Sunday, March 20, 2011

Technology, Copper & Fiber Optics

NHK World - Photography Mike-85-3-1
It's been a busy couple of weeks for me which explains in part why I haven't posted here recently. Watching events unfold in Japan has also played a part.

It would be impossible to imagine what happened and is happening there. The scale, scope and tragedy that has unfolded are beyond my comprehension and based on some of the footage I've seen well beyond anything that Hollywood could imagine either. Cracks opening and closing in the earth, walls of water rolling over everything in their path. Houses and businesses carried away. Total destruction. Likely tens of thousands of people dead. By way of contrast, Hurricane Katrina had a final death toll of under 2000.

Disasters of this magnitude have happened elsewhere and images of the aftermath have been available at least in limited quantities. I don't recall ever seeing so much footage of the actual event itself. A decade into the 21st century citizens of wealthy countries such as Japan have the ability to document and record events at a scale and level of detail that is amazing and more than a little disturbing when viewed in this case.

Japan's NHK world English language broadcast via the web is also providing more information and insight into the aftermath than I've ever seen before. I'm used to seeing world events through the filter of the US press, or occasionally the BBC. Being able to view something a lot closer to the source has a different impact. When we're viewing local media covering remote events I think it's harder to maintain emotional distance.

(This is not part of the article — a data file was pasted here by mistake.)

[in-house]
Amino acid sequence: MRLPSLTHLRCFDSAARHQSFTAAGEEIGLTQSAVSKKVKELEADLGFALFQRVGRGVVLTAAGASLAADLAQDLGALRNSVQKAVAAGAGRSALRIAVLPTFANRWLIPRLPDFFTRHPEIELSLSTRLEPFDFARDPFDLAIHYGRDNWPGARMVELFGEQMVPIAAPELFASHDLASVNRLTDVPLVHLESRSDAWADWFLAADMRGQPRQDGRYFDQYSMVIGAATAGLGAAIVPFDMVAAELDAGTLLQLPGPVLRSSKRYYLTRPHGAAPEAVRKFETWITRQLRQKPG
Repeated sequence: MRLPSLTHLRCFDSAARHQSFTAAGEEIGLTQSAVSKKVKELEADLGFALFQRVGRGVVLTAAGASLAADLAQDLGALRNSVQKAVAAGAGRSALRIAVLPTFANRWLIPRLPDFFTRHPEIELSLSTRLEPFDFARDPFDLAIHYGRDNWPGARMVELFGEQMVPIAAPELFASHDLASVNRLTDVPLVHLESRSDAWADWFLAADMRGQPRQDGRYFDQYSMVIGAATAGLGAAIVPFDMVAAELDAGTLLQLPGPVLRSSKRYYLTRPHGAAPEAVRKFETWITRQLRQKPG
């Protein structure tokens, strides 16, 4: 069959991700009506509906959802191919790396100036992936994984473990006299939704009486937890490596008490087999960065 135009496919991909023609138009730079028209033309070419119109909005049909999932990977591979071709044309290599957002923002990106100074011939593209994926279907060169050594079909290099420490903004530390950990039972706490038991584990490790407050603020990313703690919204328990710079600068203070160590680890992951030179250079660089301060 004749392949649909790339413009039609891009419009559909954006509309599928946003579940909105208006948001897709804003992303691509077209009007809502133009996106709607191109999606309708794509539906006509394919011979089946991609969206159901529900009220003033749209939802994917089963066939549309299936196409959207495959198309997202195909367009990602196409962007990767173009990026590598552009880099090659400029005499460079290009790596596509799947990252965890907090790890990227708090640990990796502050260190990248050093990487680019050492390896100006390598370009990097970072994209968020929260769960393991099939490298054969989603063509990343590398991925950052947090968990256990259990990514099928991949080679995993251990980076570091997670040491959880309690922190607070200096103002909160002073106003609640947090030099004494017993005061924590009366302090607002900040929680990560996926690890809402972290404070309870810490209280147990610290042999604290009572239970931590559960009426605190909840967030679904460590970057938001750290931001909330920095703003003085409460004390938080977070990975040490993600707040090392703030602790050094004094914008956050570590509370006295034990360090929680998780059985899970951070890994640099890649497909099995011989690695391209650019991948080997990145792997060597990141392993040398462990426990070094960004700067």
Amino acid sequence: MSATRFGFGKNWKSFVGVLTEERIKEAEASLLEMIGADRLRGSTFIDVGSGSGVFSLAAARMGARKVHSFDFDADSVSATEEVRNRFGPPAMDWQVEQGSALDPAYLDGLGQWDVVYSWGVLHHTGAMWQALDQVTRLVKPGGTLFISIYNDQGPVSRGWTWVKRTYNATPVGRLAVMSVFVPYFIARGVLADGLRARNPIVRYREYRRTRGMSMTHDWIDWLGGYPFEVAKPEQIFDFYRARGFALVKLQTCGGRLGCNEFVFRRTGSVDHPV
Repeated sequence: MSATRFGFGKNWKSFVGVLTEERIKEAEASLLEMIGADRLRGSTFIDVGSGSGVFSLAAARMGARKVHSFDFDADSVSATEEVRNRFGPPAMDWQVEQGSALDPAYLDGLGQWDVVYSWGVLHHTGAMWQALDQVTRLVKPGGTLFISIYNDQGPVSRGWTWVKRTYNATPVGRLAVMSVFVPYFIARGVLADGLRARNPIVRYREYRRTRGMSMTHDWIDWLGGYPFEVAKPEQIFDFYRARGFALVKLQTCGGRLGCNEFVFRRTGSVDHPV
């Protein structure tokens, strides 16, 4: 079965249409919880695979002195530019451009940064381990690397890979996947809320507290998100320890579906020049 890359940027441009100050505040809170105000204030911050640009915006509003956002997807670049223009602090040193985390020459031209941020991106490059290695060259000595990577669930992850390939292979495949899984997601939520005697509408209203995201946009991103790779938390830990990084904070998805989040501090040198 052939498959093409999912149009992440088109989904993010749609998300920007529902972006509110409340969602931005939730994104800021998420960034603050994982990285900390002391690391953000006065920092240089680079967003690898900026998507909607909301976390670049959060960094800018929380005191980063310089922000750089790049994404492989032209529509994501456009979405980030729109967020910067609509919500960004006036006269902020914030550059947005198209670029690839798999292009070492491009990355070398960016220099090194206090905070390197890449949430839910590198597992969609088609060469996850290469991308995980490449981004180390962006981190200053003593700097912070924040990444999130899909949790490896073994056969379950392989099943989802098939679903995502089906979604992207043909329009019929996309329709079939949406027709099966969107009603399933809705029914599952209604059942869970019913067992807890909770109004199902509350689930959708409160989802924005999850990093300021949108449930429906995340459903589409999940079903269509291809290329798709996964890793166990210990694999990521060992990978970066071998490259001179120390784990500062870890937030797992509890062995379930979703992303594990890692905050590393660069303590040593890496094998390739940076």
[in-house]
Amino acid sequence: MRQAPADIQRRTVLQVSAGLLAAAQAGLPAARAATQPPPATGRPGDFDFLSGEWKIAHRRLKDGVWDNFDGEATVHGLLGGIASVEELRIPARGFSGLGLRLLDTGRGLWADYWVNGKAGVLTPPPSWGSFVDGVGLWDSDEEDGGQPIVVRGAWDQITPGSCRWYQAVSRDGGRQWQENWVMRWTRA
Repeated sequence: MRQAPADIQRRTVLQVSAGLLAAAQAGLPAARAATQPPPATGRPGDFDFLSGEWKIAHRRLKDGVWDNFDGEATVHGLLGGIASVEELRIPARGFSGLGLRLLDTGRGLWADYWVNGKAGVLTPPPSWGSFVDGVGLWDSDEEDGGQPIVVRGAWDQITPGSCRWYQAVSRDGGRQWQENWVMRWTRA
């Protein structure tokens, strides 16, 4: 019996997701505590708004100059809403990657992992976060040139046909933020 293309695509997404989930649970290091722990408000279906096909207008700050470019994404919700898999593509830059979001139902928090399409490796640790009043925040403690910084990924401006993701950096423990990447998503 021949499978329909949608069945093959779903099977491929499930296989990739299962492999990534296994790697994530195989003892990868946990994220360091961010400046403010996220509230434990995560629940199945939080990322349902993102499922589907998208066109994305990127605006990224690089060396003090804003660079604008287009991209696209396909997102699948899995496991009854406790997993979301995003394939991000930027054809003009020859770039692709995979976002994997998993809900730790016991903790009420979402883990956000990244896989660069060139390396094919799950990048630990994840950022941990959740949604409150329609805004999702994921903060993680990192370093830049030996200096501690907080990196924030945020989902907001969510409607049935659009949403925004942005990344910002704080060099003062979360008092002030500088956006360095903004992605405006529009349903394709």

What's going on in Libya right now is a different sort of tragedy but again, we're getting much more raw on the ground perspective that we did even a few years ago.

We used to get news in a very structured and polished form. There were up sides to that approach, but it was also kind of sterile and limited. Vietnam was the first televised war, and the images that appeared on Americas TV's had a profound impact on peoples perceptions and the final outcome of that conflict.

We've moved a level or two beyond that now with Facebook, YouTube and other forms of online media providing forums and channels for people and groups all over the world to deliver raw footage and opinions on what is happening. We've already seen people using these new tools for positive change.

New technologies provide new tools that can be used for good or ill. As always the actual impact of a particular tool is going to be determined by individuals and societies. So far I've seen more positive than negative to the creation of the Internet and I very much hope that continues.

Image by Ryuugakusei via Flickr
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